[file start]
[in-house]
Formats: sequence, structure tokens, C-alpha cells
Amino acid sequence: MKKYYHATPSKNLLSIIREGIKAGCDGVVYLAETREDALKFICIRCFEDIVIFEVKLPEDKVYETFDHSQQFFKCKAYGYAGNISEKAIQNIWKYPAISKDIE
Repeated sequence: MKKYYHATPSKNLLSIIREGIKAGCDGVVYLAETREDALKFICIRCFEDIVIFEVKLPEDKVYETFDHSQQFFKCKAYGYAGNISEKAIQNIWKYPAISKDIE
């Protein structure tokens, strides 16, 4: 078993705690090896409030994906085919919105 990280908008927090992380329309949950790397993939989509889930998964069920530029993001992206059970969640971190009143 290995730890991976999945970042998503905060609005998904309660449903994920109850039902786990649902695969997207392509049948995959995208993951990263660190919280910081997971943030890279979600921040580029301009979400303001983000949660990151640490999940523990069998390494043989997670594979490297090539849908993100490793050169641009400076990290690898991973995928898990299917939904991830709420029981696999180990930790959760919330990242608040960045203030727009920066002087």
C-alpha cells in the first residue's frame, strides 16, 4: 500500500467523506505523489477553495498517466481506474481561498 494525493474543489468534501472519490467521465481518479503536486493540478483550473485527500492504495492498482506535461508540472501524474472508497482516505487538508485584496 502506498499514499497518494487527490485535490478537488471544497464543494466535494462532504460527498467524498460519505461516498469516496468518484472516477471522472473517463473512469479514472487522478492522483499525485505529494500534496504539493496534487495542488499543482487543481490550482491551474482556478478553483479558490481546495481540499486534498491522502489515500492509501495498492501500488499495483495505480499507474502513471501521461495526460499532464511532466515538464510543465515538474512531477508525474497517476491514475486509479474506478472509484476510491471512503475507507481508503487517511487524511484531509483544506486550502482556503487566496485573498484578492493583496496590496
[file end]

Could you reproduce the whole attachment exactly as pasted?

[in-house]
Formats: sequence, structure tokens, C-alpha cells
Amino acid sequence: MKKYYHATPSKNLLSIIREGIKAGCDGVVYLAETREDALKFICIRCFEDIVIFEVKLPEDKVYETFDHSQQFFKCKAYGYAGNISEKAIQNIWKYPAISKDIE
Repeated sequence: MKKYYHATPSKNLLSIIREGIKAGCDGVVYLAETREDALKFICIRCFEDIVIFEVKLPEDKVYETFDHSQQFFKCKAYGYAGNISEKAIQNIWKYPAISKDIE
């Protein structure tokens, strides 16, 4: 078993705690090896409030994906085919919105 990280908008927090992380329309949950790397993939989509889930998964069920530029993001992206059970969640971190009143 290995730890991976999945970042998503905060609005998904309660449903994920109850039902786990649902695969997207392509049948995959995208993951990263660190919280910081997971943030890279979600921040580029301009979400303001983000949660990151640490999940523990069998390494043989997670594979490297090539849908993100490793050169641009400076990290690898991973995928898990299917939904991830709420029981696999180990930790959760919330990242608040960045203030727009920066002087």
C-alpha cells in the first residue's frame, strides 16, 4: 500500500467523506505523489477553495498517466481506474481561498 494525493474543489468534501472519490467521465481518479503536486493540478483550473485527500492504495492498482506535461508540472501524474472508497482516505487538508485584496 502506498499514499497518494487527490485535490478537488471544497464543494466535494462532504460527498467524498460519505461516498469516496468518484472516477471522472473517463473512469479514472487522478492522483499525485505529494500534496504539493496534487495542488499543482487543481490550482491551474482556478478553483479558490481546495481540499486534498491522502489515500492509501495498492501500488499495483495505480499507474502513471501521461495526460499532464511532466515538464510543465515538474512531477508525474497517476491514475486509479474506478472509484476510491471512503475507507481508503487517511487524511484531509483544506486550502482556503487566496485573498484578492493583496496590496